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Utah watersheds get multimillion dollar funding boost

Tibble Fork Dam in American Fork Canyon on Thursday, April 9, 2015.
Tibble Fork Dam in American Fork Canyon on Thursday, April 9, 2015.
Kristin Murphy, Deseret News

SALT LAKE CITY — With Utah's wildfire season still knocking on the door, multiple vulnerable landscapes are slated to get some much needed attention to reduce hazardous fuels due to a new infusion of federal money.

The U.S. Department of Interior announced Friday it is committing $2.6 million to the Bureau of Land Management and the Utah Watershed Restoration Initiative, which is coordinated by the Utah Department of Natural Resources.

Landscape improvements are part of a multi-faceted response to the Western states' drought announced by the White House on Friday, with President Obama holding a video conference with governors to detail the $110 million spending package.

Some of that money, according to the White House, boosts crop insurance for farmers this year and next, and will go to grants in California to buffer the effects of nearly 20,000 jobs lost due to the effects of drought.

In Utah, the money will bolster the health of watershed areas that are key habitat for wildlife such as the greater sage grouse and mule deer, as well as landscapes that are particularly vulnerable to wildfire. The new funding will jumpstart projects that have been needed for some time, according to state officials.

“Utah’s Watershed Restoration Initiative has a significant number of projects ready to go. We can put the money to work immediately to improve our watersheds,” said Alan Clark, the department's watershed program director. “We’re committed to restoring and rehabilitating as many acres as possible, so we’re appreciative of the added resources, which will allow us to complete more projects than anticipated.”

The projects are:

• Hamlin Valley, north of Modena, Iron County: 10,000-acre project to remove pinyon/juniper from the watershed, improve the area for sage-grouse habitat and increase forage for grazing.

• Parker Front, south of Greenwich, Piute County: 3,174-acre project to improve sage grouse, mule deer and elk winter habitat and install a 21,500 gallon capacity poly tank guzzler system.

• South Canyon, south of Panguitch: 6,000-acre project to improve sage-grouse, mule deer, elk and pronghorn habitat and ranges. Hazardous fuel reduction efforts will also occur near Hatch in Garfield County by mulching hand thinning and seeding areas of pinyon/juniper.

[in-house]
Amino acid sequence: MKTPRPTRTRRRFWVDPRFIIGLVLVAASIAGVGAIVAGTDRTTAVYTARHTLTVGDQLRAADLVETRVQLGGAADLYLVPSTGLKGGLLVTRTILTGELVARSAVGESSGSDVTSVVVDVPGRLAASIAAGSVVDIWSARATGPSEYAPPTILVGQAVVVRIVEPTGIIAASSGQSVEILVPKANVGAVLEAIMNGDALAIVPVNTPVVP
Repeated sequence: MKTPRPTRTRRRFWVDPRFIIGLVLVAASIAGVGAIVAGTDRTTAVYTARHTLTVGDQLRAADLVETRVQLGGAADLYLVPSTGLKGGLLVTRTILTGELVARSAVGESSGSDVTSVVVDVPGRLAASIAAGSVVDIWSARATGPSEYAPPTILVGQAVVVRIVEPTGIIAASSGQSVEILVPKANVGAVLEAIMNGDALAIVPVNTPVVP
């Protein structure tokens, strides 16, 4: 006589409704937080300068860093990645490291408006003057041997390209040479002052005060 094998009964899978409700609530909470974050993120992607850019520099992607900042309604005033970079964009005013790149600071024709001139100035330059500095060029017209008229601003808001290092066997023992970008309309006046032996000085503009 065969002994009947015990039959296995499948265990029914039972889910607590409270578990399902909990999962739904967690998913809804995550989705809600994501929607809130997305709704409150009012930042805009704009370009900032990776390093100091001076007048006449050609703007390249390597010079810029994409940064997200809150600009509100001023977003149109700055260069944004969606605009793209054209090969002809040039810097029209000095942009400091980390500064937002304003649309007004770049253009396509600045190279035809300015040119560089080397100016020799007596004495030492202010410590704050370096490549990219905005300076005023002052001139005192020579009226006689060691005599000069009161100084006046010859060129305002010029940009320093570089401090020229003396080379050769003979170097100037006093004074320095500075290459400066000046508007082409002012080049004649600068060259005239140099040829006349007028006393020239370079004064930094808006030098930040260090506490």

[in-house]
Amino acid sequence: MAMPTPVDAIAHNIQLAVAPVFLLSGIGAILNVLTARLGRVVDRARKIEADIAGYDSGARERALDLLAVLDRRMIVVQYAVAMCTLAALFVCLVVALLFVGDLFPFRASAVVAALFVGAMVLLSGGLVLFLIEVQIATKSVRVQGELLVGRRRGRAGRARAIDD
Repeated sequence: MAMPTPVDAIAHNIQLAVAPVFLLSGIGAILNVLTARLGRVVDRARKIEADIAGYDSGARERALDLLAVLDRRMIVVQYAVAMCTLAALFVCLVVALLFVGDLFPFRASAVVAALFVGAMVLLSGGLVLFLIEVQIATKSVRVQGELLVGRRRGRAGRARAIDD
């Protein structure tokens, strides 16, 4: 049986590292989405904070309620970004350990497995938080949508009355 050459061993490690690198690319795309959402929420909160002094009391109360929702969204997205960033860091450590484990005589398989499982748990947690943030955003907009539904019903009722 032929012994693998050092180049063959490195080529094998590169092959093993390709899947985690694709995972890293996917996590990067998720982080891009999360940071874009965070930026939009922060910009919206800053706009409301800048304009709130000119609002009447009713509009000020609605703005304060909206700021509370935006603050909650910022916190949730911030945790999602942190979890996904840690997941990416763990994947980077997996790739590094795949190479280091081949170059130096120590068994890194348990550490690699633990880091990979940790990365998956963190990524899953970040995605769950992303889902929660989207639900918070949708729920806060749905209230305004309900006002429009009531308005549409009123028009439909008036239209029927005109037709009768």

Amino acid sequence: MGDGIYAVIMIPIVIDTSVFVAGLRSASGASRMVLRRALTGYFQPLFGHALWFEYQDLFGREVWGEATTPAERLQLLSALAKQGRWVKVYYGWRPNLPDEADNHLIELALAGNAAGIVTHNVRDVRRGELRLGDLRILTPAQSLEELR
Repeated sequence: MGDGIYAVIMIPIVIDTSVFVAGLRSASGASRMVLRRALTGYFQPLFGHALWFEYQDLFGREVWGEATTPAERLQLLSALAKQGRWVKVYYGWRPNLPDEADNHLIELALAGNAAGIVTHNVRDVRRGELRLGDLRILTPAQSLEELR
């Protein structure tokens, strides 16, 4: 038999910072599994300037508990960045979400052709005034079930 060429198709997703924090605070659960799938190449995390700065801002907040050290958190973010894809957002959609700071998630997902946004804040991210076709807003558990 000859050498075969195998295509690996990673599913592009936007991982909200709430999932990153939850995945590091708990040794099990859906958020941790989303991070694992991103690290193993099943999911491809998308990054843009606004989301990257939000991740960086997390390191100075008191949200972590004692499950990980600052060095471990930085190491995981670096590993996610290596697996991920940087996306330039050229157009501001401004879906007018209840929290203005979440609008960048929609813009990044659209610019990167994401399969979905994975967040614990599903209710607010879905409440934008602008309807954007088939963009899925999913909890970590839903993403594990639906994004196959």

• Yellowjacket, north of Kanab: 3,200-acre project to improve winter mule deer habitat and reduce hazardous fuels near Cave Lake by mechanically mulching, and seeding areas of pinyon/juniper.

The landscape-specific money is part of $10 million in Interior Department funding that is part of a new approach designed to achieve "fire resiliency" across varied landscapes.

"These projects will help restore critical landscapes, which is essential for mitigating the impacts of fire and climate change,” Interior Secretary Sally Jewell said. "The benefits of increasing the resiliency of our lands and waters to wildfires are wide-ranging, from conserving native species like the greater sage grouse to restoring rangelands, forests and watersheds. These projects support our efforts to protect our nation’s landscapes for this and future generations.”

Utah's Watershed Restoration Initiative is an effort to restore and improve watershed health in priority areas across the state. In 2015, the initiative will fund 113 projects at $17 million. The money is derived from more than 90 different state, federal and private partners that include the Utah Legislature, the BLM, the Natural Resources Conservation Service, the Mule Deer Foundation and the Sportsmen for Fish & Wildlife.

Last year, with nearly $4 million in funding from the Utah Legislature, the initiative completed more than 130 projects. In all, close to 113,000 acres of uplands and 55 miles of stream and riparian areas were improved.

Email: amyjoi@deseretnews.com, Twitter: amyjoi16